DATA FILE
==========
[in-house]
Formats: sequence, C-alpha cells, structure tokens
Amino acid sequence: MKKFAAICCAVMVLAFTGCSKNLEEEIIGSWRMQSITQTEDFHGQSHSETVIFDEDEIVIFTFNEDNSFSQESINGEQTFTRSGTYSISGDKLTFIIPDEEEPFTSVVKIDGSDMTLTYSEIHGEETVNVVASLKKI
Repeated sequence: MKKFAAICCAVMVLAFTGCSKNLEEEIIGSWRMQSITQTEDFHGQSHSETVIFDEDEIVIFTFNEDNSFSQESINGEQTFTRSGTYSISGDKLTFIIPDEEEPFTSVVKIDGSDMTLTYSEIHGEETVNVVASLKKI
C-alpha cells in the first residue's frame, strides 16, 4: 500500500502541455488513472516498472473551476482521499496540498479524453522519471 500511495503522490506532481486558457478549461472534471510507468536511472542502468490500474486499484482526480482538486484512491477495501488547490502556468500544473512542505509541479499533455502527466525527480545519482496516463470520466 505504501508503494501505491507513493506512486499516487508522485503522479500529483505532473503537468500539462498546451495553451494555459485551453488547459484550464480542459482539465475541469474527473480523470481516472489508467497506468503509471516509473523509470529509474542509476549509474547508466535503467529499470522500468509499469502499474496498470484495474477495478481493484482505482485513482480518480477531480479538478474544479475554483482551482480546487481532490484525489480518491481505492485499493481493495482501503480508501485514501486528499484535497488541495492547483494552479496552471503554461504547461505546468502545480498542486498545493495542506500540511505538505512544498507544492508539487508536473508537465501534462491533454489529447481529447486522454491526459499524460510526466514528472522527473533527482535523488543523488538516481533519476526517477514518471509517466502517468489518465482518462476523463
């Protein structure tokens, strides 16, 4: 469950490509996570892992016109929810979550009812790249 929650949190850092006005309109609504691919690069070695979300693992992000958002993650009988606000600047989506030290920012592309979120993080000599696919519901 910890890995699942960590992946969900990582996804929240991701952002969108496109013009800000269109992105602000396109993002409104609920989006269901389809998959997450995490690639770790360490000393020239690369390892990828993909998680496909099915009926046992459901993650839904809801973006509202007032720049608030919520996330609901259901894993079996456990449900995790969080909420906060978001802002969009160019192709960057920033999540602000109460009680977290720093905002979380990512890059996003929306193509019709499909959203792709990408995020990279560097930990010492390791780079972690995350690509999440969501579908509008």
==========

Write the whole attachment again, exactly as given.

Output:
[in-house]
Formats: sequence, C-alpha cells, structure tokens
Amino acid sequence: MKKFAAICCAVMVLAFTGCSKNLEEEIIGSWRMQSITQTEDFHGQSHSETVIFDEDEIVIFTFNEDNSFSQESINGEQTFTRSGTYSISGDKLTFIIPDEEEPFTSVVKIDGSDMTLTYSEIHGEETVNVVASLKKI
Repeated sequence: MKKFAAICCAVMVLAFTGCSKNLEEEIIGSWRMQSITQTEDFHGQSHSETVIFDEDEIVIFTFNEDNSFSQESINGEQTFTRSGTYSISGDKLTFIIPDEEEPFTSVVKIDGSDMTLTYSEIHGEETVNVVASLKKI
C-alpha cells in the first residue's frame, strides 16, 4: 500500500502541455488513472516498472473551476482521499496540498479524453522519471 500511495503522490506532481486558457478549461472534471510507468536511472542502468490500474486499484482526480482538486484512491477495501488547490502556468500544473512542505509541479499533455502527466525527480545519482496516463470520466 505504501508503494501505491507513493506512486499516487508522485503522479500529483505532473503537468500539462498546451495553451494555459485551453488547459484550464480542459482539465475541469474527473480523470481516472489508467497506468503509471516509473523509470529509474542509476549509474547508466535503467529499470522500468509499469502499474496498470484495474477495478481493484482505482485513482480518480477531480479538478474544479475554483482551482480546487481532490484525489480518491481505492485499493481493495482501503480508501485514501486528499484535497488541495492547483494552479496552471503554461504547461505546468502545480498542486498545493495542506500540511505538505512544498507544492508539487508536473508537465501534462491533454489529447481529447486522454491526459499524460510526466514528472522527473533527482535523488543523488538516481533519476526517477514518471509517466502517468489518465482518462476523463
């Protein structure tokens, strides 16, 4: 469950490509996570892992016109929810979550009812790249 929650949190850092006005309109609504691919690069070695979300693992992000958002993650009988606000600047989506030290920012592309979120993080000599696919519901 910890890995699942960590992946969900990582996804929240991701952002969108496109013009800000269109992105602000396109993002409104609920989006269901389809998959997450995490690639770790360490000393020239690369390892990828993909998680496909099915009926046992459901993650839904809801973006509202007032720049608030919520996330609901259901894993079996456990449900995790969080909420906060978001802002969009160019192709960057920033999540602000109460009680977290720093905002979380990512890059996003929306193509019709499909959203792709990408995020990279560097930990010492390791780079972690995350690509999440969501579908509008």